Don’t be fooled by the headlines. The city’s big education story right now is that almost 1,000 district students cannot go to school, thanks to construction delays and asbestos contamination in the Benjamin Franklin High School building where Science Leadership Academy students were also to matriculate this fall. The district’s failure to preempt this problem deserves attention. But this is not a one-off disaster. It reflects a much deeper issue facing our education system.

This disruptive start to the school year illustrates the farce of the high school selection process, ironically branded “Find Your Fit.” Annually every eighth-grade student in Philadelphia can apply to a handful of prestigious Special Admission high schools and opt out of their designated neighborhood high school. To gain admission, students must demonstrate strong character and academic performance. Advertised as a system that rewards the hardest-working students, the selective admissions process is a civil rights violation hidden in plain sight.

At an emergency meeting for SLA families, the school district pitched a plan to temporarily relocate displaced students to neighborhood school Strawberry Mansion. Parents were outraged, faced with the prospect of sending their students from a school that hosted President Barack Obama to Strawberry Mansion, a school visited by Diane Sawyer for a special report after it had spent six years on Pennsylvania’s list of “persistently dangerous” schools.

The disparity speaks volumes about inequity in Philadelphia public schools.

According to the District’s School Progress Report, nearly half of high school students attend schools, like Mansion, that “require immediate attention and assistance.” Ben Franklin is in that group too. When SLA scholars finally join the ranks of their Ben Franklin “peers” in January, students coexisting in the same building will still receive starkly different educations.

The dramatic contrasts are not accidental. Attractive magnet programs like SLA were created to incentivize white families to remain in the city instead of fleeing to the suburbs as public schools integrated in the 1960s. Policies that were once blatantly racist have evolved into performance thresholds that accomplish the same result. Selective admissions policies calcify gross disparities in elementary schools, instead of improving opportunities.

For example, a consistent lack of investment and neglect led up to last year’s discovery that Olney Elementary had millions of asbestos fibers. Meanwhile, Albert M. Greenfield Elementary received the National Blue-Ribbon Award. Believing that students attending Olney and Greenfield have equal chances at gaining admissions to special admission high schools is preposterous. Yet this presumption is embedded in the District’s “Find Your Fit” campaign.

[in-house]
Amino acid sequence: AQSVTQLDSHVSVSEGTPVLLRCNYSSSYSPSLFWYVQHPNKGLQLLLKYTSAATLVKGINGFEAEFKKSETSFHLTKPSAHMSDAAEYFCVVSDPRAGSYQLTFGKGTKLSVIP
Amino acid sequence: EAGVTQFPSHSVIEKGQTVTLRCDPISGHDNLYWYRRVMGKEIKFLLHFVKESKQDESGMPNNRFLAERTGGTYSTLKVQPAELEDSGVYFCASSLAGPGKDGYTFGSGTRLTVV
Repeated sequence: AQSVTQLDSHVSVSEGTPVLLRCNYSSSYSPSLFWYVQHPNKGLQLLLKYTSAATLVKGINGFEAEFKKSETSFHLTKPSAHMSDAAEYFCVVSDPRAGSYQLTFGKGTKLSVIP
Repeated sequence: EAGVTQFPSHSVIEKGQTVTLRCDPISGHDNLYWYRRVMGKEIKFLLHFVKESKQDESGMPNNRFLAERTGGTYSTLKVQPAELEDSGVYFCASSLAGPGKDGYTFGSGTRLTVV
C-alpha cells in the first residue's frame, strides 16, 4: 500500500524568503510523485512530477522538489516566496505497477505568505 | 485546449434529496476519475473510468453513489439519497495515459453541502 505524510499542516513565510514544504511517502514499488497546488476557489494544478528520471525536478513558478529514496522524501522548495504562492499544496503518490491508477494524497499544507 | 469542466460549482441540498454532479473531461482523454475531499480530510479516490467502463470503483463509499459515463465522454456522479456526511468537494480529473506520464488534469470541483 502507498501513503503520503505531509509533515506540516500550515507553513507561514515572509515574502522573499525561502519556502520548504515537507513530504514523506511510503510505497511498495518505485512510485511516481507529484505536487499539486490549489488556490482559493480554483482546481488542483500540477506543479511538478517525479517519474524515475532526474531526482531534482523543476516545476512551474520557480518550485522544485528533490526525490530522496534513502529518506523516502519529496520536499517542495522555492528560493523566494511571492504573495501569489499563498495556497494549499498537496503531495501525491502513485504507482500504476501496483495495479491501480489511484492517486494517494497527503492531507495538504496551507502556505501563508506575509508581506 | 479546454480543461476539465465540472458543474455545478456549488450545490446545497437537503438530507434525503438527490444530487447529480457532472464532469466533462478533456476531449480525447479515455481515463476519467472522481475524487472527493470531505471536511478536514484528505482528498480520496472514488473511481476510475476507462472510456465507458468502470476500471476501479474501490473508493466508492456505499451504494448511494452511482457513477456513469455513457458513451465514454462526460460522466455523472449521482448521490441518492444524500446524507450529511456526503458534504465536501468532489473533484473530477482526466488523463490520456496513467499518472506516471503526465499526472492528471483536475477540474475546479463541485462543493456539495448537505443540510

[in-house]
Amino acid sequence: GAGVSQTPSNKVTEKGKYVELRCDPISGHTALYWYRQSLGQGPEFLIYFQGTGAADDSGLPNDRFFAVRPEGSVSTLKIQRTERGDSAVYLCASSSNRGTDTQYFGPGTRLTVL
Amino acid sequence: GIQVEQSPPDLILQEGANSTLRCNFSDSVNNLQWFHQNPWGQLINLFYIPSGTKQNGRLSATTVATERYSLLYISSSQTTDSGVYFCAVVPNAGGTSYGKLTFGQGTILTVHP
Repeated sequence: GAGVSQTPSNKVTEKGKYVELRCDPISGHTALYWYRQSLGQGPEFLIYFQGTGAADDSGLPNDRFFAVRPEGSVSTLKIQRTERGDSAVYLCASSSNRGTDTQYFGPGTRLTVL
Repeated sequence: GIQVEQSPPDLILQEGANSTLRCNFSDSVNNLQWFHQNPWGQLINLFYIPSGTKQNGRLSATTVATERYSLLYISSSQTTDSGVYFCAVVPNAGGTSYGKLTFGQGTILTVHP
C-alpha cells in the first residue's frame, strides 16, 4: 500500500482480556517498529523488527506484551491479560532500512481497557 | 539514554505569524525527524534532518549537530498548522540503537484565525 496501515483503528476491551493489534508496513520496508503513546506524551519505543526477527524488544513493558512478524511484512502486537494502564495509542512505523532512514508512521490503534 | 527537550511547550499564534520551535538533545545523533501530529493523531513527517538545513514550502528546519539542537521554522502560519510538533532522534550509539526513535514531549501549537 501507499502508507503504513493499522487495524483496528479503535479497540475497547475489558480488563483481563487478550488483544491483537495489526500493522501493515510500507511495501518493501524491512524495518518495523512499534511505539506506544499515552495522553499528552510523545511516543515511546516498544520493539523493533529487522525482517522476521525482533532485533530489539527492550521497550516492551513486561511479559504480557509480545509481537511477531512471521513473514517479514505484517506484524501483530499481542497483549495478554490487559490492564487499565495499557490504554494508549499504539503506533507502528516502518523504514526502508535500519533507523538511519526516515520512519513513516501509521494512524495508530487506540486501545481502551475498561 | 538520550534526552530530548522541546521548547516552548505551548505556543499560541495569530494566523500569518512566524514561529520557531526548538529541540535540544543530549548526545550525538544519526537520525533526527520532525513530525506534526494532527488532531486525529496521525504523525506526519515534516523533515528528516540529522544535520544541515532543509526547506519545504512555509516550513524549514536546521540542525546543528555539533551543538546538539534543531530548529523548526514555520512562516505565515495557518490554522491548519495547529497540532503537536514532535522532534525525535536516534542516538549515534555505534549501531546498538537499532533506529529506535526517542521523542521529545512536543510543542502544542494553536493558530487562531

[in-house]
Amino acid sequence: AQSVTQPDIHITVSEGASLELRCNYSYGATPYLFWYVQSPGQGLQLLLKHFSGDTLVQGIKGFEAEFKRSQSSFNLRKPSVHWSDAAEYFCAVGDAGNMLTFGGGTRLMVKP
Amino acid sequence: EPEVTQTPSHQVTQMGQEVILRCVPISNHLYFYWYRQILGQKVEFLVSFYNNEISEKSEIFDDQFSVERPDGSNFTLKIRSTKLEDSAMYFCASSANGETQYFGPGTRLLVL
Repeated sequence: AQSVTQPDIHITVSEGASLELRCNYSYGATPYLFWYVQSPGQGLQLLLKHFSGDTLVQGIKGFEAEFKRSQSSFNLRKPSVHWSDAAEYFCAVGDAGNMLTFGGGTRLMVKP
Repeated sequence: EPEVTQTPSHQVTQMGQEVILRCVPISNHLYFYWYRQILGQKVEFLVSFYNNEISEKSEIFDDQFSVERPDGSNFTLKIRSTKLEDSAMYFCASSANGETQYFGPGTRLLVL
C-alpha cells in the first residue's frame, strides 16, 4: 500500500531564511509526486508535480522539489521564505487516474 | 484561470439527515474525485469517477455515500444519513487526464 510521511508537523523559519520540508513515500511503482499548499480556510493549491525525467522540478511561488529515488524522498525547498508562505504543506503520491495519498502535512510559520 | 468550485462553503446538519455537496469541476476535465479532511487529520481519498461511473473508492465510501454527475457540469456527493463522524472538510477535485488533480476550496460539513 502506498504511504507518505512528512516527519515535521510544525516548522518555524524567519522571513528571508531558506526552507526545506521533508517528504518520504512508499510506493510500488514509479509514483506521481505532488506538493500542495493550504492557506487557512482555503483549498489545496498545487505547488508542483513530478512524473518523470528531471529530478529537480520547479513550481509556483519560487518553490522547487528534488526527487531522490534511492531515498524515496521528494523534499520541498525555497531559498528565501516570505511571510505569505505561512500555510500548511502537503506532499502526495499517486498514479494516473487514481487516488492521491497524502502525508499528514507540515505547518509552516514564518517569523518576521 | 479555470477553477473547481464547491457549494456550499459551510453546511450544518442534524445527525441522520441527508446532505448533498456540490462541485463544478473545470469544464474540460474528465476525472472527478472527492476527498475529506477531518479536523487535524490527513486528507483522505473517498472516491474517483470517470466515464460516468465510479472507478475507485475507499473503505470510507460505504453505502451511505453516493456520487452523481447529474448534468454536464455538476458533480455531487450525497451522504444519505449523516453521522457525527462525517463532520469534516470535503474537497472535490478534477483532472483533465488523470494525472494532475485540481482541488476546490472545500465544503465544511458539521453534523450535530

According to a report by the Pew Charitable Trust,in five high-income Center City and Northwest zip codes, more than half of eighth graders in public schools landed in special admission high schools — yet less than 25 percent of eighth graders did the same in much of West Philadelphia, North Philadelphia, and the Northeast.

School segregation is not limited to economic status. “More than half of the nation’s schoolchildren are in racially concentrated districts, where over 75 percent of students are either white or nonwhite,” the New York Times recently reported. This divide is evident in Philadelphia’s special admission versus neighborhood high schools. As reported by the District, SLA has 37% white and 35% black students, while Ben Franklin has 2% white and 84% black students; 84% of SLA graduates matriculate into college, while only 20% of Franklin’s seniors enroll.

We know many students lack the resources that would help them gain admission into selective magnet programs. Should any student have to earn the right to a high-quality education? And as members of the Benjamin Franklin and SLA school communities have asked: Why didn’t the building’s toxic threats attract this much attention until the wealthier, whiter SLA student group showed up?

The District’s endorsement of a system that creates separate and unequal educations is a far greater offense than failing to complete renovations before the start of this school year.

But before completing the Ben Franklin renovations, the District has an opportunity to set a new precedent by actually combining the schools into one. Students and teachers can share resources — and bond over the challenging start of the school year. If such a change sees resistance to the equal allocation of resources, we need to confront our beliefs about education as a civil right.

Indeed, this building mishap could be a catalyst for transformation. The current tracking system should be revamped, perhaps eliminated. Unequal tools create unequal outcomes. Don’t be distracted by the noise, and don’t become complacent when the dust settles. Let’s demand schools “fit” for all of our students.

AJ Ernst is a doctoral student at Penn Graduate School of Education studying the link between high school admissions and the school-to-prison pipeline. He has worked as an educator in Philadelphia for the past decade.